My Lunch Can Beat Up Your Lunch!

Bento Recipes: Rice, the most basic of the basics.


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Rice is one of the most important foods in Japan. In fact, it's so central that "gohan," cooked rice, is also the word for meal. Traditionally, a bento lunch is half rice, 1/3 vegetables, and 1/6 meat, or so they say. Whoever "they" is.

The "right" rice is sticky rice, the kind you have at Japanese steak houses. (If you use regular non-sticky rice it will go all over the inside of your lunchbox, not to mention how difficult rolling sushi will be!) You can buy it in any Asian supermarket, in sacks from a few pounds to 20 pounds or more, and it's usually quite inexpensive. I use Nishiki brand myself. I've also used "sushi rice" bought in regular grocery stores and in health food stores, and so far it's cooked up the same, it just costs more.

How to cook the rice, for those who don't have rice cookers: put 2 cups of hot water and 1.5 cups of rice into a pot. Cover. Bring to a boil, then immediately decrease the heat and simmer with the cover on. Stir often, or it will form an impermeable layer at the bottom. After about 15 minutes or when the water is almost gone taste a bit and see if it's done enough (soft but not mushy). If not, add some more water and continue stirring and simmering. When it's done, remove from heat, then "fluff" it a bit to aerate it.  From here you can serve it, make sushi with it, pack it in a bento, and so on.

Umeboshi: In manga you've seen rice with something round in the center, ne? That round thing is umeboshi, which means dried plum. However, it's actually a pickled apricot. Go figure. It's red in the field of white rice, making it look like the flag of Japan. The taste and texture make me think of mushy green olives. Watch out for the stones if you try these.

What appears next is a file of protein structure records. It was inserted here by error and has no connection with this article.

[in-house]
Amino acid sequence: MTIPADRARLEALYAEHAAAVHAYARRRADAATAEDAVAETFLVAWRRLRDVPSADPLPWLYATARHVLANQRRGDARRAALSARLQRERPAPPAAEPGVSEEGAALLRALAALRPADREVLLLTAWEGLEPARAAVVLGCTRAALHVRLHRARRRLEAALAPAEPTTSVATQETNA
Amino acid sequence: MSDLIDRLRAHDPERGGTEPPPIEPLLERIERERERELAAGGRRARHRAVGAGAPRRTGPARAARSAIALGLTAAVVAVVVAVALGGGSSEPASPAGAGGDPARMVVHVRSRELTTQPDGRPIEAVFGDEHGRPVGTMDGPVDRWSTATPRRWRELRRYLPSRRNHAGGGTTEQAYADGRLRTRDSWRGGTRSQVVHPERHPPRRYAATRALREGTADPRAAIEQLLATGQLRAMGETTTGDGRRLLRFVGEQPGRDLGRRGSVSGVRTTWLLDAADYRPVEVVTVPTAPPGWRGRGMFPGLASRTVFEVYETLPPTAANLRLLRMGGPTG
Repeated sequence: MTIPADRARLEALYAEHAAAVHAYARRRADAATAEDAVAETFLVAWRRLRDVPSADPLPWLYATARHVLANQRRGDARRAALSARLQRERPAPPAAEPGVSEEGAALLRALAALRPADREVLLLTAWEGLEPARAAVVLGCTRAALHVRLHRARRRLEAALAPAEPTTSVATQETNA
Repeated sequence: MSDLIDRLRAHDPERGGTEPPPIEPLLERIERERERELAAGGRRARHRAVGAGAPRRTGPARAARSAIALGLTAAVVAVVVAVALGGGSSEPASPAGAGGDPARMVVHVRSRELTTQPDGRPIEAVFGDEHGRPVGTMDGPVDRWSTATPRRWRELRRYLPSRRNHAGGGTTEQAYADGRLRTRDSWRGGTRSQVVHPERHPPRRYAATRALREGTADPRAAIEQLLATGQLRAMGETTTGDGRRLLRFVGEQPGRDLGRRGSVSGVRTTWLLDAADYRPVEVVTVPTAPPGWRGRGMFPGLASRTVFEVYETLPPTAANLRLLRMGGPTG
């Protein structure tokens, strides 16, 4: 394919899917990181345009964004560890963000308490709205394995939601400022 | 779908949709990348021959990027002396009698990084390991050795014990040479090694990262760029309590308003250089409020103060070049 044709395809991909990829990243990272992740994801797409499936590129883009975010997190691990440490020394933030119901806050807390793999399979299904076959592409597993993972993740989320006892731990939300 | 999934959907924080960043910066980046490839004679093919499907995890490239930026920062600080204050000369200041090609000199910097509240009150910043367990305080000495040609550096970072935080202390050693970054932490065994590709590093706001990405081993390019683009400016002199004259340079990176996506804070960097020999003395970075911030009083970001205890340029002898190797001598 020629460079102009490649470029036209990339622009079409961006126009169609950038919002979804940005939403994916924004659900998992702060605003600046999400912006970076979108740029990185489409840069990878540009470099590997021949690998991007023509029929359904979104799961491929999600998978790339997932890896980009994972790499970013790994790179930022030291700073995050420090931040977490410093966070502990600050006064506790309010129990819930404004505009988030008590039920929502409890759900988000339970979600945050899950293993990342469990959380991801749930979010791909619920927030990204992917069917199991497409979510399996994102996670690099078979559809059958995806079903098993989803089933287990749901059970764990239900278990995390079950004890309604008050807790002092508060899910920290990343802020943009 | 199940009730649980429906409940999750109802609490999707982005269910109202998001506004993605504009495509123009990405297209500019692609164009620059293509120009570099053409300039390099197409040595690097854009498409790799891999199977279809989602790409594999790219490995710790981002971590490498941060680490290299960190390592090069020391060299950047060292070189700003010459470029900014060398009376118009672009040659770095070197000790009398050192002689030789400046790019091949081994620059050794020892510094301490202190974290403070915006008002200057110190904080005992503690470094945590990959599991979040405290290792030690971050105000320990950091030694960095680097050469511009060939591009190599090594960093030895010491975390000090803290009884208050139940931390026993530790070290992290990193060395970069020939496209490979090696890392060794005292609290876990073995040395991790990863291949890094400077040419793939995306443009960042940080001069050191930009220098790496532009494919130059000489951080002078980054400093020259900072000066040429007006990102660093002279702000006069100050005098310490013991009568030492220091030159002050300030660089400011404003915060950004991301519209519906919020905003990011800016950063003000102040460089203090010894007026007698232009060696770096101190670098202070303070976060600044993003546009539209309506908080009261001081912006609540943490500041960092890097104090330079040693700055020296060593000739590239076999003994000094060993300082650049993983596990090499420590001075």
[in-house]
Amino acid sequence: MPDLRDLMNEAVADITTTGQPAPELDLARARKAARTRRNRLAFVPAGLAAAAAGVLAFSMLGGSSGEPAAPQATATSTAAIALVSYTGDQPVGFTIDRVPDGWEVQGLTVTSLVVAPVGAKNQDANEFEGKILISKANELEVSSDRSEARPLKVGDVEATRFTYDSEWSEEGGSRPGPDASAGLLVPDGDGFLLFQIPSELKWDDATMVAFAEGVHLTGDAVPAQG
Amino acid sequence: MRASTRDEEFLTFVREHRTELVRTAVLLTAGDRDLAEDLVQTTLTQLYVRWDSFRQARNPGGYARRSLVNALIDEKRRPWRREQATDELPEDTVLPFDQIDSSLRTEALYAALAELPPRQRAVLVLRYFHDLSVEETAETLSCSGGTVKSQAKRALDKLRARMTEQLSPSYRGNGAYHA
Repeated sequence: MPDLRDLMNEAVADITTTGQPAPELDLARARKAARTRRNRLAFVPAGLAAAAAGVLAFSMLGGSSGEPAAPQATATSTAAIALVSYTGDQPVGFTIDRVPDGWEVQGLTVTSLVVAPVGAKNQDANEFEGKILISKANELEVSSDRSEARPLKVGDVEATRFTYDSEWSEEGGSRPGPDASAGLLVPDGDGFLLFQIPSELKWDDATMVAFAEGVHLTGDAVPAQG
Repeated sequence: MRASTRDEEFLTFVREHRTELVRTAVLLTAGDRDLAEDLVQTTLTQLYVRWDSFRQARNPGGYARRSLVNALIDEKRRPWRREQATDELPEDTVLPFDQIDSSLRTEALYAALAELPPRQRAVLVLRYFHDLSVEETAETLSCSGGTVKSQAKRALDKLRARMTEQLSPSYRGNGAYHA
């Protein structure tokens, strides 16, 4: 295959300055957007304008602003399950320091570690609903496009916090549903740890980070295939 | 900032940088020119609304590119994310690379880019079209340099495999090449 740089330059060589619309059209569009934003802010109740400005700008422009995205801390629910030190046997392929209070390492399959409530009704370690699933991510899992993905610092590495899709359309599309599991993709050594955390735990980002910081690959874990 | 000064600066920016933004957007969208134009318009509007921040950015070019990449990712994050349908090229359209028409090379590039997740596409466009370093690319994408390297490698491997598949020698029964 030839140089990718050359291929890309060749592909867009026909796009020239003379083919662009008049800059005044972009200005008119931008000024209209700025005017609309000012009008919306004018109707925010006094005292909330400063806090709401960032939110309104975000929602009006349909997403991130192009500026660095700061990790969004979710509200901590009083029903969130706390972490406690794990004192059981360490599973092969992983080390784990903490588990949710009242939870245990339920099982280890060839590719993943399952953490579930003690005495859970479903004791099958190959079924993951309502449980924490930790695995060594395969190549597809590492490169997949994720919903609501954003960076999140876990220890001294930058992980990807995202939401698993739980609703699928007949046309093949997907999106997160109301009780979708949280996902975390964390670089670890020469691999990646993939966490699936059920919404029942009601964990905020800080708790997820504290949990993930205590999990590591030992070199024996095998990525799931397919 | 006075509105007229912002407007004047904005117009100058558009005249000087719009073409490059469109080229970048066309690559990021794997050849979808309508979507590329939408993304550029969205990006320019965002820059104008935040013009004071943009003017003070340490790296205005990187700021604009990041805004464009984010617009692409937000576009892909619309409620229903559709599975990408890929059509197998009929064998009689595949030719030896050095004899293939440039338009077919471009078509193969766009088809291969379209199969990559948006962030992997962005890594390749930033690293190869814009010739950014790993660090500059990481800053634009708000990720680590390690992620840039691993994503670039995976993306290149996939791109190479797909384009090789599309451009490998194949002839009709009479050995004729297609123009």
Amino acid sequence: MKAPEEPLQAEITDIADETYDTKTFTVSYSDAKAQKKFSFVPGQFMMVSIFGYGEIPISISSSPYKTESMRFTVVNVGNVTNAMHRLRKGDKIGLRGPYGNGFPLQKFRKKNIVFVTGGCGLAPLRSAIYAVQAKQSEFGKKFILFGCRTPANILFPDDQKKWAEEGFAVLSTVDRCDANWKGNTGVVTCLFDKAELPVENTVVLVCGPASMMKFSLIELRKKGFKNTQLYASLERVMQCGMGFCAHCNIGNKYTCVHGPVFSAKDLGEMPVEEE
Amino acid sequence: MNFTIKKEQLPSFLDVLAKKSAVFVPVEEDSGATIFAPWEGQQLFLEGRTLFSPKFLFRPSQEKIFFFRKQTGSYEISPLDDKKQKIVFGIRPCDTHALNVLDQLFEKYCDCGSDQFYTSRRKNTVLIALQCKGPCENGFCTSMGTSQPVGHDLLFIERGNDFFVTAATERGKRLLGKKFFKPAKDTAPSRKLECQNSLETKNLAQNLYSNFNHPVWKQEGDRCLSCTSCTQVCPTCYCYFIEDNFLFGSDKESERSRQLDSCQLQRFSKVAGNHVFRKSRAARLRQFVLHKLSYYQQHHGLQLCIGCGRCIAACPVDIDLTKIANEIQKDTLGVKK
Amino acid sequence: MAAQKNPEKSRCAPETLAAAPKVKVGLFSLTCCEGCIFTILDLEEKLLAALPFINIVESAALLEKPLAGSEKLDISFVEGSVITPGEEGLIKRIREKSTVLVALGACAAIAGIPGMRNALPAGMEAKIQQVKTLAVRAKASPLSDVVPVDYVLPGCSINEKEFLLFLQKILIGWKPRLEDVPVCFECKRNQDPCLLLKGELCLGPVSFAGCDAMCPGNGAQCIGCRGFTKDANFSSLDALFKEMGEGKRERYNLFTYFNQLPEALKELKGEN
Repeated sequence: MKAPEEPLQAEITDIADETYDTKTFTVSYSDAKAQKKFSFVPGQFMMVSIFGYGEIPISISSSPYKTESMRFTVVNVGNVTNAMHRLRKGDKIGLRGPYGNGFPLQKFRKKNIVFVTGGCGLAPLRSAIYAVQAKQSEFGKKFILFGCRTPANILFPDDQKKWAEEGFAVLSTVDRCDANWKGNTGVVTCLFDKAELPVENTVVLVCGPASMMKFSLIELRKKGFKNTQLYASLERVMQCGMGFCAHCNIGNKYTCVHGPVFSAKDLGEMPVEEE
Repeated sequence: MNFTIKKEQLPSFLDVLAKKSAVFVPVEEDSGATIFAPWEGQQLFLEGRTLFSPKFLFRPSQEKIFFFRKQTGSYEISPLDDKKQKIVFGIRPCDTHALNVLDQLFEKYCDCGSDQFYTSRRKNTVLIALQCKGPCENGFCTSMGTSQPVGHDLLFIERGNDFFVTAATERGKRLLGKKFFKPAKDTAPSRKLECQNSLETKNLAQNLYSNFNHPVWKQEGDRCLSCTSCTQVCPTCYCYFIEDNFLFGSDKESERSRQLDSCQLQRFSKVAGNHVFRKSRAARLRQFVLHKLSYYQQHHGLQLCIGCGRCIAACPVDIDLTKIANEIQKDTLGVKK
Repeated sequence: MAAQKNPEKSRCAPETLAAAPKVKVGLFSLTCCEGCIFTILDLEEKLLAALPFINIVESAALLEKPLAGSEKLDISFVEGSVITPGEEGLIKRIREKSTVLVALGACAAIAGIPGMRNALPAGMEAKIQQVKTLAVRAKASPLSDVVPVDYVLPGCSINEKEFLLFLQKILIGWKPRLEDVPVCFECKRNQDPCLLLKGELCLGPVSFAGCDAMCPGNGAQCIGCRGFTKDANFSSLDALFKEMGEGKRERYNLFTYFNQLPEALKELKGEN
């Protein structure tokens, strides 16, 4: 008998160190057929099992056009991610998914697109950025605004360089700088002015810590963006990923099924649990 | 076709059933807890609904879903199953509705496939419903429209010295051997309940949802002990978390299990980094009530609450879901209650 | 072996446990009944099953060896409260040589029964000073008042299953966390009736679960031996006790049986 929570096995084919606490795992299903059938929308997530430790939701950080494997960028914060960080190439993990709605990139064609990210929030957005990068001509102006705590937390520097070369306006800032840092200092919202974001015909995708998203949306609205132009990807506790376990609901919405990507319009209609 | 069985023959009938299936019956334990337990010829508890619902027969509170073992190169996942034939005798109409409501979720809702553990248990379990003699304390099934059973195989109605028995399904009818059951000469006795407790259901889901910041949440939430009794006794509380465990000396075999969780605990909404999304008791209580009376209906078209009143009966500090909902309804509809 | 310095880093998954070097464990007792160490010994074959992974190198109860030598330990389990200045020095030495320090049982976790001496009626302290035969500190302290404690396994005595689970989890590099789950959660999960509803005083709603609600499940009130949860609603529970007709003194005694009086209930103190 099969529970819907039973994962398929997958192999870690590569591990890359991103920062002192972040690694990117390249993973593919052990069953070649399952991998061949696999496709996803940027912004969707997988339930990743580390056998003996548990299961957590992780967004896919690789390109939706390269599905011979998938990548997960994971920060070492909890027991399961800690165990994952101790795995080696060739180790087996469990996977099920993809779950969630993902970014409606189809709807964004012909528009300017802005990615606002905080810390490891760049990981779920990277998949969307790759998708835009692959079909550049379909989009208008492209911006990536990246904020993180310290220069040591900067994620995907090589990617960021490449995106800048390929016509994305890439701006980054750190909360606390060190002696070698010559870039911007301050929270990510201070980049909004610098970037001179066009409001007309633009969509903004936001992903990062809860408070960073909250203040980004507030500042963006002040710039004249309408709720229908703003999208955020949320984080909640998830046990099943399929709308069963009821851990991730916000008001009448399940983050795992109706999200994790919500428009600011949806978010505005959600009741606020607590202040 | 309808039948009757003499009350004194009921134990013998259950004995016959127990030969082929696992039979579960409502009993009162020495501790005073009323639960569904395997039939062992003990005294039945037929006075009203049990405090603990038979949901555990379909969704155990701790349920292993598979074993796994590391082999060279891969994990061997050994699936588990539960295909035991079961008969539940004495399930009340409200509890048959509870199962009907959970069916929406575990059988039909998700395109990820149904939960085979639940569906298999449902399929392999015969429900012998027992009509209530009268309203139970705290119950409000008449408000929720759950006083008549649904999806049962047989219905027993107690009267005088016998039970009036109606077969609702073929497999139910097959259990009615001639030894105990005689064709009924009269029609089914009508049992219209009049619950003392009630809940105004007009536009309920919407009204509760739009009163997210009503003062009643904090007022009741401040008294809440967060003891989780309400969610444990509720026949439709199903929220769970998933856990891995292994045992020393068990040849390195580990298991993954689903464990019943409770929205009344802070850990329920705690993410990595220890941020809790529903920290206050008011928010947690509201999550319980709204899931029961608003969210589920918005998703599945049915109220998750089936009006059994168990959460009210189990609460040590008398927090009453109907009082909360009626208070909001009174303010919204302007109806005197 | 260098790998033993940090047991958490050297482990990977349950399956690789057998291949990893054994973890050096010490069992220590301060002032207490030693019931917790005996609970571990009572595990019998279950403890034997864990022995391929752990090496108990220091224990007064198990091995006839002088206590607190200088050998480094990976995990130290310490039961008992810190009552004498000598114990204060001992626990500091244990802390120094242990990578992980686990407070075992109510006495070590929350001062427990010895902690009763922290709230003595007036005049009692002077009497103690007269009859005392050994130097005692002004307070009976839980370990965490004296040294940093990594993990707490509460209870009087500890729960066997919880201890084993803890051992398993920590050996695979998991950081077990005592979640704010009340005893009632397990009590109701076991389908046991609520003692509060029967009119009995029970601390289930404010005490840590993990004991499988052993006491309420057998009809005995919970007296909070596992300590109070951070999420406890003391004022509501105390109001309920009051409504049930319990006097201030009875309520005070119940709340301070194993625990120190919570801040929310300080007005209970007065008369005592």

• Soy sauce! That's my number one rice condiment.
  • Furikake, which is Japanese rice seasoning. It comes in all sorts of varieties: curry, wasabi, shrimp, egg, nori, and so on. I have several shakers of the stuff in different flavors, and it adds a nice bit of variety, especially to leftover rice.
  • Smoked salmon. Cut it into strips or small bits and put them on the surface of the rice. Besides being tasty, smoked salmon also adds vivid color.
  • Takuan. Some people love these gigantic pickled daikon radishes. Me, I can take a little mixed in with rice, but that's about it.
  • Snow peas. Nice and crisp, and they look pretty. Slice them into slivers, use them whole, make little pictures with them...

Condiments can be used for more than just flavoring. Some people make little images with them. The simplest example is an umeboshi in the center of a field of rice, representing the flag of Japan. From there it can get as complex as you like (and have time and patience for).


You can cook rice in something besides plain water. For example, I've used water reserved from soaking dried shiitake mushrooms to give the rice an earthy flavor, and beef broth from pseuki yaki to make Beefy Rice. Broth from turkey can give you Thanksgiving Aftermath Rice.

Funky colors:

  • The most obvious way to add color to rice is to mix food coloring into the water before cooking the rice in it. I've made blue rice that way, and of course you can use any color you like.
  • I've also made lavender rice by boiling a large leaf of red cabbage in water until the color leaches out and I start seeing green in the leaves, then cooking the rice in that. As far as I can tell the rice doesn't taste or smell cabbagey, but it does look lovely. And because the color in red cabbage changes with the PH of its surroundings, it changes to a really nice rosy pink when you add in the vinegarey mix to make sushi rice.
  • Another way to make lavender rice is to use water reserved from boiling purple sweet potatoes. After I make a purple sweet potato pie, I make slightly-sweetish lavender rice.